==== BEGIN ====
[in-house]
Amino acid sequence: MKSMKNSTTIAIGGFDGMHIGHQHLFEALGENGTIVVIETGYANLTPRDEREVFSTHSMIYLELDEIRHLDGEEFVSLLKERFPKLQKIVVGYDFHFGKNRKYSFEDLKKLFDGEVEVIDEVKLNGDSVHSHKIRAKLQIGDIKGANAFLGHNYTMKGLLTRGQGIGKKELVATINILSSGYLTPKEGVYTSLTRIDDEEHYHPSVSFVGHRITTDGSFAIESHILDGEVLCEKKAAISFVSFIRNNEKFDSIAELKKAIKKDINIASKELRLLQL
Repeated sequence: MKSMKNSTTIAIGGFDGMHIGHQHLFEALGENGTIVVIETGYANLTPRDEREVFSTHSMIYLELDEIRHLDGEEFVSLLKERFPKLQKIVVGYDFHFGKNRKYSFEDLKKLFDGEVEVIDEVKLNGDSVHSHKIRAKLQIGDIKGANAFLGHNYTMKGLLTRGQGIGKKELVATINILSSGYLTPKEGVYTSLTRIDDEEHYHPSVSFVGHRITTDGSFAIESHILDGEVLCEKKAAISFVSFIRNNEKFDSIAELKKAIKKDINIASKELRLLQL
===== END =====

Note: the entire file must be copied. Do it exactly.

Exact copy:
[in-house]
Amino acid sequence: MKSMKNSTTIAIGGFDGMHIGHQHLFEALGENGTIVVIETGYANLTPRDEREVFSTHSMIYLELDEIRHLDGEEFVSLLKERFPKLQKIVVGYDFHFGKNRKYSFEDLKKLFDGEVEVIDEVKLNGDSVHSHKIRAKLQIGDIKGANAFLGHNYTMKGLLTRGQGIGKKELVATINILSSGYLTPKEGVYTSLTRIDDEEHYHPSVSFVGHRITTDGSFAIESHILDGEVLCEKKAAISFVSFIRNNEKFDSIAELKKAIKKDINIASKELRLLQL
Repeated sequence: MKSMKNSTTIAIGGFDGMHIGHQHLFEALGENGTIVVIETGYANLTPRDEREVFSTHSMIYLELDEIRHLDGEEFVSLLKERFPKLQKIVVGYDFHFGKNRKYSFEDLKKLFDGEVEVIDEVKLNGDSVHSHKIRAKLQIGDIKGANAFLGHNYTMKGLLTRGQGIGKKELVATINILSSGYLTPKEGVYTSLTRIDDEEHYHPSVSFVGHRITTDGSFAIESHILDGEVLCEKKAAISFVSFIRNNEKFDSIAELKKAIKKDINIASKELRLLQL